When you meet someone at the level of prayer, you meet them on the ground of eternity.  This is the heart of all kinship and affinity.  When you journey in there to meet someone, a great intimacy can awaken between you.  I imagine that the dead who live in the unseen world never forget us; they are always praying for us.  Perhaps this is one of the ways that they remain close to our hearts: they extend the light and warmth of prayer towards us.  Prayer is the activity of the invisible world, yet its effect is actual and powerful.  It is said that if you pray beside a flower it grows faster.  When you bring the presence of prayer to the things you do, you do them more beautifully.

the silence of sculpture

"Ann and Mary" by sculptor Marika Bordes

John O’Donohue in Eternal Echoes Exploring Our Yearning to Belong writes:

Nietzsche said, “The relationship between music and life is not only that of one language to another; it is also the relationship of the perfect world of listening to the whole world of seeing.”

Sculpture attempts the same presence.  The pure silence of a piece by Barbara Hepworth can catch the quiet symmetry at the heart of things.  Giacometti creates such poignant shapes, long slender figures who seem to be thinning out into the nothingness of the air and the gallery.  It is almost as if they are inhabited by some mystical humility which urges them to let go. . . . Sculpture is a powerful and wistful form of presence.  There is an old anecdote that when Michelangelo was finished carving the sitting Moses, he was so enthralled with the figure’s presence that he tapped him on the knee with his chisel and said, “Moses, get up.”

Seguin Sculptor Marika Bordes’ magnificent sculptures in wood are on exhibit at the Seguin Heritage Museum; if you have not yet visited, do go.  Her art is breathtakingly beautiful.

Moses - by Michelangelo

Quote of the Day

Each of us brings something alive in the world that no one else can.  There is a profound necessity at the heart of individuality.  When your life awakens and you begin to sense the destiny that brought you here, you endeavor to live a life that is generous and worthy of the blessing and invitation that is always calling you.

– John O’Donohue

a blessing

On the day when
the weight deadens
on your shoulders
and you stumble,
may the clay dance
to balance you.
And when your eyes
freeze behind
the grey window
and the ghost of loss
gets in to you,
may a flock of colours,
indigo, red, green,
and azure blue
come to awaken in you
a meadow of delight.

When the canvas frays
in the currach of thought
and a stain of ocean
blackens beneath you,
may there come across the waters
a path of yellow moonlight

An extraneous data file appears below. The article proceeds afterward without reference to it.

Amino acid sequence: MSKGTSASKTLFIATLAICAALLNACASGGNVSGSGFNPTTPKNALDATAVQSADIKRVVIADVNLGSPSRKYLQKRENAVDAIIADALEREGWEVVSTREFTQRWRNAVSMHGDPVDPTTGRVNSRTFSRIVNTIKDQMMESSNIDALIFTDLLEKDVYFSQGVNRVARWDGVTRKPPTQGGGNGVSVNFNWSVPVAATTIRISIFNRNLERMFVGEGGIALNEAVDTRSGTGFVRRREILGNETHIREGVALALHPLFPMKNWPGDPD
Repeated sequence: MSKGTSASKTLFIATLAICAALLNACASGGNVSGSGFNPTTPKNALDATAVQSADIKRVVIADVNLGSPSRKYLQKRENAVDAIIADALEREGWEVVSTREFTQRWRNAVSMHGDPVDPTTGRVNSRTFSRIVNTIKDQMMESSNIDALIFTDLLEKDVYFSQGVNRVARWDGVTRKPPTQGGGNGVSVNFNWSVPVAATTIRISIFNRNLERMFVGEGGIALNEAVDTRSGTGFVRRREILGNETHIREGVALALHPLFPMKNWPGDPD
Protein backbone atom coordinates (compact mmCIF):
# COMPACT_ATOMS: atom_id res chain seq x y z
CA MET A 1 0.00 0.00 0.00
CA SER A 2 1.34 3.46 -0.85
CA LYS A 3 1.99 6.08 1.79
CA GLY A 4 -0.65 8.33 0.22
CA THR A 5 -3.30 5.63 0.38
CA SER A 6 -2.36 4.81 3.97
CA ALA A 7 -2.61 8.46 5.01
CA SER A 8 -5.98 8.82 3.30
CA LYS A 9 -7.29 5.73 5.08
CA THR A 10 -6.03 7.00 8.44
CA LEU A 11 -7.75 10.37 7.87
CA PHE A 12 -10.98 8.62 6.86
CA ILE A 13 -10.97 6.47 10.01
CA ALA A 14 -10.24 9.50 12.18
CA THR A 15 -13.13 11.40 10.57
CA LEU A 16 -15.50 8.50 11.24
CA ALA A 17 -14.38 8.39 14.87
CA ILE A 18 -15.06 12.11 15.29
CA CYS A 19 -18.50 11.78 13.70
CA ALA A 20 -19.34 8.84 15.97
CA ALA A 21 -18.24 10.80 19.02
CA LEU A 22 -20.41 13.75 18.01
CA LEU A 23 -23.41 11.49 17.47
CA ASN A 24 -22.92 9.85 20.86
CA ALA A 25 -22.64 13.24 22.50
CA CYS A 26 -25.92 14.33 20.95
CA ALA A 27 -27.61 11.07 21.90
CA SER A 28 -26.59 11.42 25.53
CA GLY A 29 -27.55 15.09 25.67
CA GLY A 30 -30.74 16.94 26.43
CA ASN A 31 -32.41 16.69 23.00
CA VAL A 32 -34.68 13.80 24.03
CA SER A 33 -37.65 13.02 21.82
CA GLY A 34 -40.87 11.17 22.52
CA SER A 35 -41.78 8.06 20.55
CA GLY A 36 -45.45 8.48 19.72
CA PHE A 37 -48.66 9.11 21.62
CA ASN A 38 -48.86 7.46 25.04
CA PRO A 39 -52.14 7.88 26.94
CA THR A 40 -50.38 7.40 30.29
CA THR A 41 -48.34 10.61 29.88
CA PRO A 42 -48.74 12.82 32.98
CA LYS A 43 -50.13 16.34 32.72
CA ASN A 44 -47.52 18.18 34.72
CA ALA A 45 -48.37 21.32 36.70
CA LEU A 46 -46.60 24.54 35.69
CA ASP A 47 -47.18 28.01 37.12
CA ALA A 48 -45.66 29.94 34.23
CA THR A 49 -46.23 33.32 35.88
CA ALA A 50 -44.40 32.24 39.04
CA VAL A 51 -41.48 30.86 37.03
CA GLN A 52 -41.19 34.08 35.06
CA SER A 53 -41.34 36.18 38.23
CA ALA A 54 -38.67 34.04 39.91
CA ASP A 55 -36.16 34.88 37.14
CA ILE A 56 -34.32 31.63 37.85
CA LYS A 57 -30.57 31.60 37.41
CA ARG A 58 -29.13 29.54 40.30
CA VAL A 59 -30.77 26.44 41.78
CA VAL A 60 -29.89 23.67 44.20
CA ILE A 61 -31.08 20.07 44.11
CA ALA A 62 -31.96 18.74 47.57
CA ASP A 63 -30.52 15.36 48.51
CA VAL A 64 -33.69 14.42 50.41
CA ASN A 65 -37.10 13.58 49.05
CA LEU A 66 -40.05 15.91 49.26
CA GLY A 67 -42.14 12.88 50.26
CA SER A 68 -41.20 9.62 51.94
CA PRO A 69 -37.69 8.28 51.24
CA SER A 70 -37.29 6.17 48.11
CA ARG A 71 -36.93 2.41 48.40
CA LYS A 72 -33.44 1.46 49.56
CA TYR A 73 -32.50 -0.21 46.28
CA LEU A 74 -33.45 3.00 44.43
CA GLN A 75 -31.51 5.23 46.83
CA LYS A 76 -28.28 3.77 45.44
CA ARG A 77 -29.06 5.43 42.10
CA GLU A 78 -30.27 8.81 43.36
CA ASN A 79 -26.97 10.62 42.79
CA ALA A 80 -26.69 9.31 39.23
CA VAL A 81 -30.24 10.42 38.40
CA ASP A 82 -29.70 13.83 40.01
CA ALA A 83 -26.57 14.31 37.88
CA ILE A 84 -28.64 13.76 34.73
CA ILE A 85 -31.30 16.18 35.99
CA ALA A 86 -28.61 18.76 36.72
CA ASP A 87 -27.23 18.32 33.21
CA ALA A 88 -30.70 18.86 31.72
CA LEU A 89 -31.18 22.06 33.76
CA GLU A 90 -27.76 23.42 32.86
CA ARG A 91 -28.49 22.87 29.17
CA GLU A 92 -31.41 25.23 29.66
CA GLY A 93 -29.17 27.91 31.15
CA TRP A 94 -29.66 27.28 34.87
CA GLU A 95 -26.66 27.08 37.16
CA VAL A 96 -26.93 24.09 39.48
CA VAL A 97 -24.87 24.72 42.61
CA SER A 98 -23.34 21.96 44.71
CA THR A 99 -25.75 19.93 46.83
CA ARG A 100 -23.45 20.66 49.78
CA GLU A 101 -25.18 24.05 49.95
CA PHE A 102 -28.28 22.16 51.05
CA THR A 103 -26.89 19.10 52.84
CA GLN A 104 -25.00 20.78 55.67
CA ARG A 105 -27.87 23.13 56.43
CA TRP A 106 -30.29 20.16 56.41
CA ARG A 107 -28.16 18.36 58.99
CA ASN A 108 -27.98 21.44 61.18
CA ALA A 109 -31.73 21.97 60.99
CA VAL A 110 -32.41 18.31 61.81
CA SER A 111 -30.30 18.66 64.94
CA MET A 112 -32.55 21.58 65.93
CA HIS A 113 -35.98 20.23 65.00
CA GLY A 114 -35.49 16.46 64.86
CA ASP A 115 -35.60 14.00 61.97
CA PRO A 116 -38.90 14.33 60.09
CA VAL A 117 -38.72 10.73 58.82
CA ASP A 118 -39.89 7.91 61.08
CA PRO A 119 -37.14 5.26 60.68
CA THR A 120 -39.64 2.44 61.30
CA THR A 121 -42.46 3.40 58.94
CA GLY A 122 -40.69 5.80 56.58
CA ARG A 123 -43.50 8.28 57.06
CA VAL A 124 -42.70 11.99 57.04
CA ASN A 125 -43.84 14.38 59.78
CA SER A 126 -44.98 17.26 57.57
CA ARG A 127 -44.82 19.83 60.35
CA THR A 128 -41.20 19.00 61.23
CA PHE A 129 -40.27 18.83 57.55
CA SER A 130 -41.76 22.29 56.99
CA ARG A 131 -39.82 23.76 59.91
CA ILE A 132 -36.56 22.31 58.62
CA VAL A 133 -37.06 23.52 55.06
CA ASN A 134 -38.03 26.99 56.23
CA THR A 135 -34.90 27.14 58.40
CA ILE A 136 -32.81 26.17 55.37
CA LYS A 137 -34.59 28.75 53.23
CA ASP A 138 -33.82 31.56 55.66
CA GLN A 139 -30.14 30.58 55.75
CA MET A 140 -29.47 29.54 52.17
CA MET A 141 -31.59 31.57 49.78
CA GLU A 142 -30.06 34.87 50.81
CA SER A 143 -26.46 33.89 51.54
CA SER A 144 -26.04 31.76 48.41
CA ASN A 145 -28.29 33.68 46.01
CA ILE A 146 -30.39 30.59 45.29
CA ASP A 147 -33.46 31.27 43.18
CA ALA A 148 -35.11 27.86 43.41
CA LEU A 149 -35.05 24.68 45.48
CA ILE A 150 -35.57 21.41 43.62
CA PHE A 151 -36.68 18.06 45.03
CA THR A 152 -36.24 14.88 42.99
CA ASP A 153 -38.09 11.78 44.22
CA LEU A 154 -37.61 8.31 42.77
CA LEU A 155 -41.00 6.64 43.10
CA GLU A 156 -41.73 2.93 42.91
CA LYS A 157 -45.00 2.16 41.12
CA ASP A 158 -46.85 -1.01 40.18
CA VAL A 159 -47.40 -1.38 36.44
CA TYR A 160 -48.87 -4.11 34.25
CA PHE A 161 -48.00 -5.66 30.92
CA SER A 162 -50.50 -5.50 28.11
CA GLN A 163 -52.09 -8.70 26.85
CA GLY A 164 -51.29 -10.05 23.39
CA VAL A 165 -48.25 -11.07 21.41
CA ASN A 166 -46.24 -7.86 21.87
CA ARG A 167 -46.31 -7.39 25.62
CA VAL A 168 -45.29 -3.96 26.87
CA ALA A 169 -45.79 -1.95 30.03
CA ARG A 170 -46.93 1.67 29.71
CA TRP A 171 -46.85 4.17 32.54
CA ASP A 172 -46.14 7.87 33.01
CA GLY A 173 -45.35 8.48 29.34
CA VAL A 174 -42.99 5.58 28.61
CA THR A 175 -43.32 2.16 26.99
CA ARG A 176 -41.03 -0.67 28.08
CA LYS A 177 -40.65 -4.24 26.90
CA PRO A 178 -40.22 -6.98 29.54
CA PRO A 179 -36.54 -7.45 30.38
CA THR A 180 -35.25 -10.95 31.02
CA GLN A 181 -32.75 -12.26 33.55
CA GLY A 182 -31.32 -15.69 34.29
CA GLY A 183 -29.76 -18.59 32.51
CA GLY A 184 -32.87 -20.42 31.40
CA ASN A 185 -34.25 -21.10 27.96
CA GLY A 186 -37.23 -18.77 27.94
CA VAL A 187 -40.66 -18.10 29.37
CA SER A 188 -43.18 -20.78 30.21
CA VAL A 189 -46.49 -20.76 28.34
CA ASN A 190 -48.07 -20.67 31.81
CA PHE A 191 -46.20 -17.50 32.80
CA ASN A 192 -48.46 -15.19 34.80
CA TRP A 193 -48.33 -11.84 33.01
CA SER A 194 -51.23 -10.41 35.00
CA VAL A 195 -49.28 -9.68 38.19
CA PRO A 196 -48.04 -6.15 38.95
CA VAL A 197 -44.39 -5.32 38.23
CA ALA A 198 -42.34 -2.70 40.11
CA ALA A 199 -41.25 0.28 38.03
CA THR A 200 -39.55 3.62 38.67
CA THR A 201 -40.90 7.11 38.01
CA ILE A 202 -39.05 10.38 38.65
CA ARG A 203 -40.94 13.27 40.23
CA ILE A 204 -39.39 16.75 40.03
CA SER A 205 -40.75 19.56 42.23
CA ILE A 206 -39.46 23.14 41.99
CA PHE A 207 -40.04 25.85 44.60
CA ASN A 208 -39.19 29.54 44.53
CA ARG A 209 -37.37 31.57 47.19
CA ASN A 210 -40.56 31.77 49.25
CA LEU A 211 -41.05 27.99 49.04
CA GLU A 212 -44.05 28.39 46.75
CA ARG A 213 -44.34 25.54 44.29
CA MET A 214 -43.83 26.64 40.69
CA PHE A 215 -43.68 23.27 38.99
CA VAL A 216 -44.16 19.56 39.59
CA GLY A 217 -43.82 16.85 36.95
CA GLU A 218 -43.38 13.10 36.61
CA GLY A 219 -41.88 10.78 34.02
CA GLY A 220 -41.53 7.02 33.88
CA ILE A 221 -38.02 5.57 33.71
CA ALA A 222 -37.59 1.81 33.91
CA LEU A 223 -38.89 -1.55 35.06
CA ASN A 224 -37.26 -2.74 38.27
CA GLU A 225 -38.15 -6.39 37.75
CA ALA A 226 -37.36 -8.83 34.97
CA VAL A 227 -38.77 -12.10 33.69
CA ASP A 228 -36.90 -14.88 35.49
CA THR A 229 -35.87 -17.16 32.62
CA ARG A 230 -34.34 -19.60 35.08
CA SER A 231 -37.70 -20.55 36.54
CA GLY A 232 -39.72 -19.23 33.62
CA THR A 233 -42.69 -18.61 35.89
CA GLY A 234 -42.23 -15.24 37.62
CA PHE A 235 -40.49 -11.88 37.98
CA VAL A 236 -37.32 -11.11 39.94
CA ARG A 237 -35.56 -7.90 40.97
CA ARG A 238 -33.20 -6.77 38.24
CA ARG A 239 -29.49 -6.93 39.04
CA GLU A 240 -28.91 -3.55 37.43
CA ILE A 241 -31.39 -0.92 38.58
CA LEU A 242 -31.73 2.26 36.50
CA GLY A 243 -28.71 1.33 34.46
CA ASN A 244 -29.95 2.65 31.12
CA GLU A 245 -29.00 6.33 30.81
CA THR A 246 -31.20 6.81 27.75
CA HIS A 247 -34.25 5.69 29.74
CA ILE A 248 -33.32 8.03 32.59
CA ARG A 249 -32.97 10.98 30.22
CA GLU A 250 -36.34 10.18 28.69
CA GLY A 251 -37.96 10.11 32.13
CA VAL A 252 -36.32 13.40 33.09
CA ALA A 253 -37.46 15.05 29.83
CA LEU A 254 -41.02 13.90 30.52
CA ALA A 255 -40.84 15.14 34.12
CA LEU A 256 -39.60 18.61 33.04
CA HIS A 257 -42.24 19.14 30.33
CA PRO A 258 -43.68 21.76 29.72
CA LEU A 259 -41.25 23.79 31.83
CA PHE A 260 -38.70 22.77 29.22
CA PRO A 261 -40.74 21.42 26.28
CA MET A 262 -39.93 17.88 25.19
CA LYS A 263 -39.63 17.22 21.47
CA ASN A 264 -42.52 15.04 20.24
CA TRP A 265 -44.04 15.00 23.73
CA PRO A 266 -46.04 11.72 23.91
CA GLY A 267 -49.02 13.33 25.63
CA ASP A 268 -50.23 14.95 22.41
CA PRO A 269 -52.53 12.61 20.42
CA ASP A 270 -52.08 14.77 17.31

to bring you safely home.

May the nourishment of the earth be yours,
may the clarity of light be yours,
may the fluency of the ocean be yours,
may the protection of the ancestors be yours.
And so may a slow
wind work these words
of love around you,
an invisible cloak
to mind your life.

– by John O’Donohue

 

entering empty time

A Blessing for One Who Is Exhausted

by John O’Donohue

When the rhythm of the heart becomes hectic,
Time takes on the strain until it breaks;
Then all the unattended stress falls in
On the mind like an endless, increasing weight,

The light in the mind becomes dim.
Things you could take in your stride before
Now become laborsome events of will.

Weariness invades your spirit.
Gravity begins falling inside you,
Dragging down every bone.

The ride you never valued has gone out.
And you are marooned on unsure ground.
Something within you has closed down;
And you cannot push yourself back to life.

You have been forced to enter empty time.
The desire that drove you has relinquished.
There is nothing else to do now but rest
And patiently learn to receive the self
You have forsaken for the race of days.

At first your thinking will darken
And sadness take over like listless weather.
The flow of unwept tears will frighten you.

You have traveled too fast over false ground;
Now your soul has come to take you back.

Take refuge in your senses, open up
To all the small miracles you rushed through.

Become inclined to watch the way of rain
When it falls slow and free.

Imitate the habit of twilight,
Taking time to open the well of color
That fostered the brightness of day.

Draw alongside the silence of stone
Until its calmness can claim you.
Be excessively gentle with yourself.

Stay clear of those vexed in spirit.
Learn to linger around someone of ease
Who feels they have all the time in the world.

Gradually, you will return to yourself,
Having learned a new respect for your heart
And the joy that dwells far within slow time.

a wish

FLUENT
I would love to live
like a river flows,
carried by the surprise
of its own unfolding.
– John O’Donohue